Tips for Using the ZENworks snAppShot Utility
Articles and Tips: article
01 Apr 2001
Many network administrators who use the Novell ZEN- works products to deploy applications across their company's network are not taking full advantage of the ZENworks snAppShot utility. For example, you may think that ZENworks for Desktops always pushes down an entire application, even if that application is already installed on the destination workstation.
Using the snAppShot utility (which is part of ZENworks for Desktops), you can create ZENworks application packages that push only the new or changed files down to each workstation. For example, if you deploy an application that is already installed on a destination workstation, the snAppShot utility sends only those files that do not exist on the destination workstation.
THE SNAPPSHOT UTILITY
The ZENworks snAppShot utility makes a package that includes all the changes made to a workstation when you install an application or perform another system reconfiguration. To create this package, the snAppShot utility performs a preinstall discovery process and a postinstall discovery process. The snAppShot utility then compares the two discovery processes.
For most applications, the application packages that the snAppShot utility creates are completely hardware independent and are often compatible with all Windows versions. In addition, these application packages are completely customizable on a component-by-component basis.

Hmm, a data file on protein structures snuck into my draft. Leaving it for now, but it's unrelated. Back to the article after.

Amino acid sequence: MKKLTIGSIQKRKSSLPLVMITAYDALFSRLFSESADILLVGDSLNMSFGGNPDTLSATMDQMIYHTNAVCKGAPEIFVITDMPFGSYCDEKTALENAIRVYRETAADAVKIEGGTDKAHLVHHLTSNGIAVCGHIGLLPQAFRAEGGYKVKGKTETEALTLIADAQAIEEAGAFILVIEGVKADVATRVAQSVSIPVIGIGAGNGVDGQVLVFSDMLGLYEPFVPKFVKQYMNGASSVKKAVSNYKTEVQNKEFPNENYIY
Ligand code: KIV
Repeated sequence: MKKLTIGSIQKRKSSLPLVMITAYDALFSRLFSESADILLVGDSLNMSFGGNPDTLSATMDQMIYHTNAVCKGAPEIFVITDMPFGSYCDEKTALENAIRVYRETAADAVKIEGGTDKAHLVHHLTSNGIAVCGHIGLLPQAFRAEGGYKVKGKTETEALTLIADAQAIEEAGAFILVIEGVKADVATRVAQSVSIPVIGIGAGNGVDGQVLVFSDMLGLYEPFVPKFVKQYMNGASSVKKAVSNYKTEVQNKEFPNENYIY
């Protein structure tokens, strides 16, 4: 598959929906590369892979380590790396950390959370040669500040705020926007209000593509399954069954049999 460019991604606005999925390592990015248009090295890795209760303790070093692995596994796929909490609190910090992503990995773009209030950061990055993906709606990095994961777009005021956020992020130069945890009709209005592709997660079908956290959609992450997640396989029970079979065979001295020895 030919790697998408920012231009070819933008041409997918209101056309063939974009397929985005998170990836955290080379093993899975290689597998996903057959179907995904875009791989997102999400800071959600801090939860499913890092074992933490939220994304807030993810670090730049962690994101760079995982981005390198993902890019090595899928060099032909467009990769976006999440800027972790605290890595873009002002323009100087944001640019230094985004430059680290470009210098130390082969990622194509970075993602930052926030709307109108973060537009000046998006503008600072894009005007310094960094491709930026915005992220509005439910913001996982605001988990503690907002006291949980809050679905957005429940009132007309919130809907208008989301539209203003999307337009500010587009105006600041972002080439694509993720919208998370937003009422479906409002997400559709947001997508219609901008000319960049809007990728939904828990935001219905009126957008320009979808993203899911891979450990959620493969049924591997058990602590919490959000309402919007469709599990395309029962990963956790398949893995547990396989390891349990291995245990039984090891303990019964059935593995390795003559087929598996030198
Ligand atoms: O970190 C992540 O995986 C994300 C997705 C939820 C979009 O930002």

The following examples show how you can use snAppShot application packages to distribute files to workstations on your company's network:
You can install a new virus DAT file for McAfee virus software to replace an outdated DAT file captured during an earlier snAppShot.
You can overwrite a critical DLL file every time a user launches a particular application, ensuring that the correct version of the DLL is always available for the application.
You can prevent a user from overwriting a critical DLL file, ensuring that the DLL file remains uncorrupted (or otherwise undamaged).
You can dynamically insert a variable (or macro), a user's name, an e-mail address, a Post Office Protocol (POP) 3 server address, or any other attribute contained in NDS eDirectory into an application as the application is distributed. As a result, you can personalize the application for each user who receives the application.
You can ensure that an application is completely self-repairing online or offline. You can also ensure that users can easily and safely uninstall an application.
CUSTOM SNAPPSHOTS OR STANDARD SNAPPSHOTS?
My personal rule for using the snAppShot utility is always, always, always use the snAppShot Custom method rather than using the Standard method. (See Figure 1.) Why? The Standard method sets the package defaults to distribute all components for an application to the destination workstation every time. In other words, even if a file or registry setting exists on the destination workstation, ZENworks for Desktops sends that file or registry setting across the wire and applies it to the destination workstation, consuming both time and bandwidth.